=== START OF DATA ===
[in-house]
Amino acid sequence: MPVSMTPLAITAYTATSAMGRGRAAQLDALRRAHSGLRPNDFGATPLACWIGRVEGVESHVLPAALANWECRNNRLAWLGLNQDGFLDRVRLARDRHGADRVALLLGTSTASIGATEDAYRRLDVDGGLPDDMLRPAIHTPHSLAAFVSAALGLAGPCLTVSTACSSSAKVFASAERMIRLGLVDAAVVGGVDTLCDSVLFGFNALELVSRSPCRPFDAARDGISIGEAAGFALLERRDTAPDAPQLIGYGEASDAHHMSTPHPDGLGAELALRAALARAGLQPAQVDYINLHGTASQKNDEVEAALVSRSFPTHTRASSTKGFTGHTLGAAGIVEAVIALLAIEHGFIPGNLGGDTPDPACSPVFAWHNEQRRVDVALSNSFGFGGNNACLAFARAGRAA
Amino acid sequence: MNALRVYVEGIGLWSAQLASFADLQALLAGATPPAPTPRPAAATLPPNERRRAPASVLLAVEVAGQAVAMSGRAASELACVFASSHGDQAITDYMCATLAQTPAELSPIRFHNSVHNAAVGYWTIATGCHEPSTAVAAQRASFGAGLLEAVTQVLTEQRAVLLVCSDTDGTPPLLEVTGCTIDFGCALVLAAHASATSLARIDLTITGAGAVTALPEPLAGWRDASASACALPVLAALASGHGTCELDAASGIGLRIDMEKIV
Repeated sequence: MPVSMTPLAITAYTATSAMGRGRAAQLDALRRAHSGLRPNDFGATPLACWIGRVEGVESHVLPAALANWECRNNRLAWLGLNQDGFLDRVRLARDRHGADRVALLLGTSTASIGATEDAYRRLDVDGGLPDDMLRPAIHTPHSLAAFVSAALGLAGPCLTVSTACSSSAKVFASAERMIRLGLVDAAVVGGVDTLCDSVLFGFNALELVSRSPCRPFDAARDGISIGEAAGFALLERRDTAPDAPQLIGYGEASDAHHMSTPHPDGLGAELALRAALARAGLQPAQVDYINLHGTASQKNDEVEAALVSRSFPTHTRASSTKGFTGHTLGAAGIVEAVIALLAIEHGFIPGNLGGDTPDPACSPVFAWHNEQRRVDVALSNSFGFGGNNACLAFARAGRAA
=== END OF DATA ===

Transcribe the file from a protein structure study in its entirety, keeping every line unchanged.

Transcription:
[in-house]
Amino acid sequence: MPVSMTPLAITAYTATSAMGRGRAAQLDALRRAHSGLRPNDFGATPLACWIGRVEGVESHVLPAALANWECRNNRLAWLGLNQDGFLDRVRLARDRHGADRVALLLGTSTASIGATEDAYRRLDVDGGLPDDMLRPAIHTPHSLAAFVSAALGLAGPCLTVSTACSSSAKVFASAERMIRLGLVDAAVVGGVDTLCDSVLFGFNALELVSRSPCRPFDAARDGISIGEAAGFALLERRDTAPDAPQLIGYGEASDAHHMSTPHPDGLGAELALRAALARAGLQPAQVDYINLHGTASQKNDEVEAALVSRSFPTHTRASSTKGFTGHTLGAAGIVEAVIALLAIEHGFIPGNLGGDTPDPACSPVFAWHNEQRRVDVALSNSFGFGGNNACLAFARAGRAA
Amino acid sequence: MNALRVYVEGIGLWSAQLASFADLQALLAGATPPAPTPRPAAATLPPNERRRAPASVLLAVEVAGQAVAMSGRAASELACVFASSHGDQAITDYMCATLAQTPAELSPIRFHNSVHNAAVGYWTIATGCHEPSTAVAAQRASFGAGLLEAVTQVLTEQRAVLLVCSDTDGTPPLLEVTGCTIDFGCALVLAAHASATSLARIDLTITGAGAVTALPEPLAGWRDASASACALPVLAALASGHGTCELDAASGIGLRIDMEKIV
Repeated sequence: MPVSMTPLAITAYTATSAMGRGRAAQLDALRRAHSGLRPNDFGATPLACWIGRVEGVESHVLPAALANWECRNNRLAWLGLNQDGFLDRVRLARDRHGADRVALLLGTSTASIGATEDAYRRLDVDGGLPDDMLRPAIHTPHSLAAFVSAALGLAGPCLTVSTACSSSAKVFASAERMIRLGLVDAAVVGGVDTLCDSVLFGFNALELVSRSPCRPFDAARDGISIGEAAGFALLERRDTAPDAPQLIGYGEASDAHHMSTPHPDGLGAELALRAALARAGLQPAQVDYINLHGTASQKNDEVEAALVSRSFPTHTRASSTKGFTGHTLGAAGIVEAVIALLAIEHGFIPGNLGGDTPDPACSPVFAWHNEQRRVDVALSNSFGFGGNNACLAFARAGRAA